Cambridge to offer minibonds to small investors


Cambridge to offer minibonds to small investors

The City of Cambridge is trying to attract small investors to buy its municipal bonds, to fund work on schools, streets, and ball fields. The so-called minibonds will be available in increments of $1,000, instead of the usual $5,000. They’ll have a duration of five years and will be part of $2 million in bonds set aside for Cambridge residents in a total $65.8 million public debt offering. The munis will be sold online, with no fee, according to Cambridge Budget Director Jeana Franconi. Neighborly Securities, a San Francisco-based brokerage, will handle the sales. Franconi said the city was looking at “how we could engage the community more in our financial process.” The minibonds will be priced Feb. 17 and will be sold through Feb. 23. Current yields on such bonds, which are tax-exempt, would be 1.6 percent. — BETH HEALY



Verizon wireless business remains sluggish

Verizon Communications Inc. continues to face a slowdown in its core wireless business, putting more pressure on the phone giant to show progress in its plan to transform into a media and advertising rival to Facebook and Google. The nation’s largest wireless carrier sacrificed profits in the fourth quarter by cutting prices and offering giveaways like free iPhones, but lured fewer customers than expected. The company added 591,000 subscribers, compared with 1.5 million a year earlier and the 744,056 projected by analysts. By comparison, T-Mobile US Inc. gained 1.2 million in the period. — BLOOMBERG NEWS


Way cleared for sale of University of Phoenix parent company

The Higher Learning Commission, a college accreditation agency, has cleared the way for the $1.1 billion sale of Apollo Education Group, owner of the University of Phoenix, Western International University and College for Financial Planning, to a group of investors. The commission notified Apollo on Monday that it voted in favor of an application filed by the for-profit colleges to ensure they remain accredited after investors assume control of the parent company, according to a regulatory filing. All three institutions must submit quarterly reports to the commission detailing such things as enrollment, quarterly financials, and student retention rates. The purchase of one of the largest for-profit education companies has been met with criticism because of the involvement of Vistria Group, a private equity firm run by President Obama’s friend Marty Nesbitt and former deputy education secretary Tony Miller. Vistria is among a consortium of investors bidding to take the publicly traded Apollo private, but its ties to the Obama administration sparked controversy over the Education Department’s objectivity in approving the deal. The Obama administration made holding for-profit colleges accountable for poor student outcomes and abusive practices a cornerstone of its higher education policy. Phoenix, like other for-profit schools, has been battered by government investigations, heightened federal regulation, and poor enrollment. — WASHINGTON POST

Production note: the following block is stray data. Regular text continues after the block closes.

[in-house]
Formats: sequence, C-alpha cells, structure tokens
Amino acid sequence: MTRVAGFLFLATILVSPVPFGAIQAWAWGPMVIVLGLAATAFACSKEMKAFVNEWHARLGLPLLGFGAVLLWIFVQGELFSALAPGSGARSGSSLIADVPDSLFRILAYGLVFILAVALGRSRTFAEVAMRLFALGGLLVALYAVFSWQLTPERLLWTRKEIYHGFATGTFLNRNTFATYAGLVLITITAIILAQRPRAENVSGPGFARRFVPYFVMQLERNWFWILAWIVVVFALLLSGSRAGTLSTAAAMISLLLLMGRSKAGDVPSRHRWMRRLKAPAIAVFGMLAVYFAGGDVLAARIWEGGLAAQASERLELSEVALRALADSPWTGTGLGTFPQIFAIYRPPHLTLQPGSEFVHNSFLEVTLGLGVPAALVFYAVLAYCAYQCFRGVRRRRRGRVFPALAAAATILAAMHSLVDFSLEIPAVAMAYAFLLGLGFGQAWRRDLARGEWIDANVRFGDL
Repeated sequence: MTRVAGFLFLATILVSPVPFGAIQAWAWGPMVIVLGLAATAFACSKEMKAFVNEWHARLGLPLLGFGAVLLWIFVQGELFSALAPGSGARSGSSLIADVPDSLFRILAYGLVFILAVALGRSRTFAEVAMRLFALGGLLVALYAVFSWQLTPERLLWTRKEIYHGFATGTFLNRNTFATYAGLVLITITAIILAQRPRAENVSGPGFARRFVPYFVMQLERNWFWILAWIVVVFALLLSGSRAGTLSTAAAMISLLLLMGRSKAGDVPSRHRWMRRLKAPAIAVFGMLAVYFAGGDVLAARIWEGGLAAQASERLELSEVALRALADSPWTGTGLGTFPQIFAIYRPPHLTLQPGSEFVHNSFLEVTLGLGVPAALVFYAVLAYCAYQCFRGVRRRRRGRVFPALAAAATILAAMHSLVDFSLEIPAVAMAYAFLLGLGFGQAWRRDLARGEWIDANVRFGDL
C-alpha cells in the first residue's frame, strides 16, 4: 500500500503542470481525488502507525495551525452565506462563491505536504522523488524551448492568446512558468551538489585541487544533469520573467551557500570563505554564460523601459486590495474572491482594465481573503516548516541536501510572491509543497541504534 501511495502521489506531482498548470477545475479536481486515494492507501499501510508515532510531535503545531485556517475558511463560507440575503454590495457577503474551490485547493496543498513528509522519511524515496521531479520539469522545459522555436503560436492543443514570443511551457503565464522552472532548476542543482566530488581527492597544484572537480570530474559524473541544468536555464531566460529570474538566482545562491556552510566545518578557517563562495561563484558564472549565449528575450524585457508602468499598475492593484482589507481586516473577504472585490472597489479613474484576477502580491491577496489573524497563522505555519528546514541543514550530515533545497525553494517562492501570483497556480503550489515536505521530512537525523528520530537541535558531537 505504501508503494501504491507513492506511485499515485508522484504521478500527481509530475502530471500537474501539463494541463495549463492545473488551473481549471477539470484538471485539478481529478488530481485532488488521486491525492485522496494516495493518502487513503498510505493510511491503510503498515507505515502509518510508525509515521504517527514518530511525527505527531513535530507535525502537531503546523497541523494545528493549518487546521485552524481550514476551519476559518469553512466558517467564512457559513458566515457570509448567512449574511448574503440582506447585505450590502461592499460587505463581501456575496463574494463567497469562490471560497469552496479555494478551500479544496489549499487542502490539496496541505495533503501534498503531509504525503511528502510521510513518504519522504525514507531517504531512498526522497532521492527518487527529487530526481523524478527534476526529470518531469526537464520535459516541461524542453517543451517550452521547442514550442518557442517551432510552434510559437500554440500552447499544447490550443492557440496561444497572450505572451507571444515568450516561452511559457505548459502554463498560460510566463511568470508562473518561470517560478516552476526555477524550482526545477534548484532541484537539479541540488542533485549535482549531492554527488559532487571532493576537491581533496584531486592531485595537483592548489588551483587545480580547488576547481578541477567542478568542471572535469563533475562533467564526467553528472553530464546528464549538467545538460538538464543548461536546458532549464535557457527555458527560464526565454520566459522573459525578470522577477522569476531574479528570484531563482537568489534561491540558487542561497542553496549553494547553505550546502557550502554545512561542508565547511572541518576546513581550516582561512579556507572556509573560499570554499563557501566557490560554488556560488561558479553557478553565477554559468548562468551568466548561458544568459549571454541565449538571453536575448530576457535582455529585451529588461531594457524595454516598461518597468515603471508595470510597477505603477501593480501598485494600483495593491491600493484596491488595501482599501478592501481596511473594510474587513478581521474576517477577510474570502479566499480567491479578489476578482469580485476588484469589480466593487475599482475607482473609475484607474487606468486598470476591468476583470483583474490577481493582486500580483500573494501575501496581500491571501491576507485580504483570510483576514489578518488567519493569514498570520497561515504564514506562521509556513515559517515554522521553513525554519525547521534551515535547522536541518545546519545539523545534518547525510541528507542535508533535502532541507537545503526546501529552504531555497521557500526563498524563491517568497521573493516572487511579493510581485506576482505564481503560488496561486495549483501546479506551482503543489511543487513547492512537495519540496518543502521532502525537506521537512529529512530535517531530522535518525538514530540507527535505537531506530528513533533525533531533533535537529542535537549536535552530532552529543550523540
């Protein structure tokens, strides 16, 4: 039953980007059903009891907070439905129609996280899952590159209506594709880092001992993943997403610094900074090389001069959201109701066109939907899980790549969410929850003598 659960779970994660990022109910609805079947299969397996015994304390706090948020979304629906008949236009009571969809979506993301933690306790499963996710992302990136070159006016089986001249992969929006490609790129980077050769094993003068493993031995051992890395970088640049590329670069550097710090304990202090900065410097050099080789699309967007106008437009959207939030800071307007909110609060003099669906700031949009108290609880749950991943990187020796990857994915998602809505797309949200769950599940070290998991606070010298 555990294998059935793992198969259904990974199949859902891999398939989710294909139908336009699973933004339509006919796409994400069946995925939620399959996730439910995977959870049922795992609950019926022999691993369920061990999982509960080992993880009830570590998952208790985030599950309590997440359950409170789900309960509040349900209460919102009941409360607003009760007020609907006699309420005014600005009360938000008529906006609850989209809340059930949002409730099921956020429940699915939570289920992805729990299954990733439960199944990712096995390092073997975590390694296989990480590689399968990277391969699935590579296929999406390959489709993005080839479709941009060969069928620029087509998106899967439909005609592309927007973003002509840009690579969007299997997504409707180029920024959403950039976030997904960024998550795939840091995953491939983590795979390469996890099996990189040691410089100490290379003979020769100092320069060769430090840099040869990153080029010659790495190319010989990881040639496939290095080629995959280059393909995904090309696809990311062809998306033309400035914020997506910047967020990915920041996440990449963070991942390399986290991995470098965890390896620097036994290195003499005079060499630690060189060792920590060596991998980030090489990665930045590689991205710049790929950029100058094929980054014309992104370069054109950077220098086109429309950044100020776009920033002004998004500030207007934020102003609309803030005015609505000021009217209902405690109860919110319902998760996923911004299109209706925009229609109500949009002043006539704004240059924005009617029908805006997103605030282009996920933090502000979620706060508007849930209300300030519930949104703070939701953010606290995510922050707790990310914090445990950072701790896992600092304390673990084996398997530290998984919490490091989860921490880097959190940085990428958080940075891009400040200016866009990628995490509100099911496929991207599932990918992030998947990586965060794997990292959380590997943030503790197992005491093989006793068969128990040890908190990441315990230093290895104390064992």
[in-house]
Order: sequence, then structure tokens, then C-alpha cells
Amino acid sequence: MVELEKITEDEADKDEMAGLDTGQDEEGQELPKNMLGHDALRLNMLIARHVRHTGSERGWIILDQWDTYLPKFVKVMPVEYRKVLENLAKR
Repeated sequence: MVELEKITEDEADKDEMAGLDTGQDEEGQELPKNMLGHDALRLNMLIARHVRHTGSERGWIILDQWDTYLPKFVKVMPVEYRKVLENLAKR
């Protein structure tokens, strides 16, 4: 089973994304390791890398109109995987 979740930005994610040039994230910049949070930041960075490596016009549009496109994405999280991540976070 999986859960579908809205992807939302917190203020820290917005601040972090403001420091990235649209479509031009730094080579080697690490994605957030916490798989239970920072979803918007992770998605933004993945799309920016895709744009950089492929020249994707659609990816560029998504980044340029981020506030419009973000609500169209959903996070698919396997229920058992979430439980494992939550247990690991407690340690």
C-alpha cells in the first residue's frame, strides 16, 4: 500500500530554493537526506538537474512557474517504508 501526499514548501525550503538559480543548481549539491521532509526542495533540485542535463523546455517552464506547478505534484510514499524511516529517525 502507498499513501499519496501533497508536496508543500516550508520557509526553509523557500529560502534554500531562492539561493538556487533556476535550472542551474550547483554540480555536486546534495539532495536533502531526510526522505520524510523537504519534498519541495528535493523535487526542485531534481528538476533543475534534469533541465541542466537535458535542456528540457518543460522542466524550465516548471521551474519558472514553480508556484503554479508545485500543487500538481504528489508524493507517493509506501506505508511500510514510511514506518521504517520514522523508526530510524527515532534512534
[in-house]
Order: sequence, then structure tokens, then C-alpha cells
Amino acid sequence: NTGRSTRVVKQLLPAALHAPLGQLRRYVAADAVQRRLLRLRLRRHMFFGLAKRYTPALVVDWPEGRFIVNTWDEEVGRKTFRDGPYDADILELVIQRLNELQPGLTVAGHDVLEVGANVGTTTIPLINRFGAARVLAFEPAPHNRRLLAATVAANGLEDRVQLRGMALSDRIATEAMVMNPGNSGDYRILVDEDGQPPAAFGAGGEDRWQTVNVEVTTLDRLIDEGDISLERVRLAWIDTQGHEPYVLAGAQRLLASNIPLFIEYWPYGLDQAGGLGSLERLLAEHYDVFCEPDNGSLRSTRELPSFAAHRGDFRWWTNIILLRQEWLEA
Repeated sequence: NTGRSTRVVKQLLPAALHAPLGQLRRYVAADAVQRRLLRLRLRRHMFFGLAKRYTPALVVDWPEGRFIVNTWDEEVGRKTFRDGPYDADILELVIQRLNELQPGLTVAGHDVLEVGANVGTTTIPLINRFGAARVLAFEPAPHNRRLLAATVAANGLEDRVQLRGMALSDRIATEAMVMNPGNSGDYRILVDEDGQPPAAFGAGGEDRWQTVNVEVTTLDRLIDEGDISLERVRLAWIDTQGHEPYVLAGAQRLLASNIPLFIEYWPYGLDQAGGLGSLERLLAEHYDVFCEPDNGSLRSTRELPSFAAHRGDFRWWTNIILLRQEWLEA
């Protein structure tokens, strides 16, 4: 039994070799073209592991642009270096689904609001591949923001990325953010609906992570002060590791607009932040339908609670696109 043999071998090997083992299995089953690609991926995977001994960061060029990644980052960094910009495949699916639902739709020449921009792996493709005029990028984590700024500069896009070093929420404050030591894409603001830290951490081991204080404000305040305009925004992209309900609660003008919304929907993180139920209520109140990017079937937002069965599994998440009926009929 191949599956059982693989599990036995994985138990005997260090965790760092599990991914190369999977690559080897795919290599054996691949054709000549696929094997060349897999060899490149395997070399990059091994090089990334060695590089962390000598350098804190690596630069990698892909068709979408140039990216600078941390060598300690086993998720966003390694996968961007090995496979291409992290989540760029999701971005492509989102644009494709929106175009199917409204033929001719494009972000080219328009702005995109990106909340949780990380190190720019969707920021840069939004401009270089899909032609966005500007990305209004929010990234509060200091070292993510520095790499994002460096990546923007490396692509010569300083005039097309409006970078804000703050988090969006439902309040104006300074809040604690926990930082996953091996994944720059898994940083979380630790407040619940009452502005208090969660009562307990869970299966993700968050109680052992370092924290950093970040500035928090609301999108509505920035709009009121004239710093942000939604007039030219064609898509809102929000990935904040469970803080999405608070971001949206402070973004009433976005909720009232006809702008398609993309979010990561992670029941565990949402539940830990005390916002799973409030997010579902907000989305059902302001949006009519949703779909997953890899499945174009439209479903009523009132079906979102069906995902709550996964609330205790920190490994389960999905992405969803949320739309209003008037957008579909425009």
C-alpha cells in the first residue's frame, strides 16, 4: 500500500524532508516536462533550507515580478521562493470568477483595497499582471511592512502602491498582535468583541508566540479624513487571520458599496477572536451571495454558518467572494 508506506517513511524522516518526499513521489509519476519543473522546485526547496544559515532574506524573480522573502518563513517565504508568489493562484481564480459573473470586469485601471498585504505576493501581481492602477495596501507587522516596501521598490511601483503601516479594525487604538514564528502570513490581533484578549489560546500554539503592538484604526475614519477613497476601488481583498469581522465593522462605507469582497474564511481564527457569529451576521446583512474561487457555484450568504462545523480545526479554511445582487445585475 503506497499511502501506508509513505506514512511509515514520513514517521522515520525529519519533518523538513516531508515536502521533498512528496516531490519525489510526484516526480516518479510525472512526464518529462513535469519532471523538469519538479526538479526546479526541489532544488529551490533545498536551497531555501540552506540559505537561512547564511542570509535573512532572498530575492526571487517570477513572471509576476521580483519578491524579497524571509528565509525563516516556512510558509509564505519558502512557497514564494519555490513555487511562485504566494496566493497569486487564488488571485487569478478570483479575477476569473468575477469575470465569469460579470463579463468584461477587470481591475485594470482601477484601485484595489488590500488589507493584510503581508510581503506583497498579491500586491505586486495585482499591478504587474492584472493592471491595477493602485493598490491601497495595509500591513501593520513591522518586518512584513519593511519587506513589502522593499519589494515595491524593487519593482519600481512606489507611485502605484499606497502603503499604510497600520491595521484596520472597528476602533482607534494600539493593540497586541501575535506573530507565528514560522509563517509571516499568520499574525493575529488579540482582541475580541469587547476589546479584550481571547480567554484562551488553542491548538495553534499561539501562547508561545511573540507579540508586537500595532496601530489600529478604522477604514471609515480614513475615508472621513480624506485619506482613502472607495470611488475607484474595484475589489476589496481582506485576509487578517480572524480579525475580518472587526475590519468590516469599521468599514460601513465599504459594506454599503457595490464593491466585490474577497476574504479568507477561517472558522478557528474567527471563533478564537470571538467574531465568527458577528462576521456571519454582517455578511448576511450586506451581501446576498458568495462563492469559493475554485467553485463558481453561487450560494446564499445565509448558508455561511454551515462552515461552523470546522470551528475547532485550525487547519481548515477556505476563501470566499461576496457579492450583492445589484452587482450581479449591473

3M’s sales fall on weak demand

3M Co.’s fourth-quarter sales fell in its consumer division as the maker of Post-it notes contended with weak demand for office products and stationery. The business posted its first year-over-year decline since 2009, Deane Dray, an analyst at RBC Capital Markets, said in a note Tuesday. The ‘‘uncharacteristic softness’’ offset better performance elsewhere, he said. The results capped a challenging year for 3M, which faced a steady drag from a strong US dollar and a sharp downturn in the consumer-electronics market. With about two-thirds of revenue coming from overseas, the maker of adhesives, touch screens, and dental tools has attempted to reduce US expenses and strengthen business in Europe and Latin America. — BLOOMBERG NEWS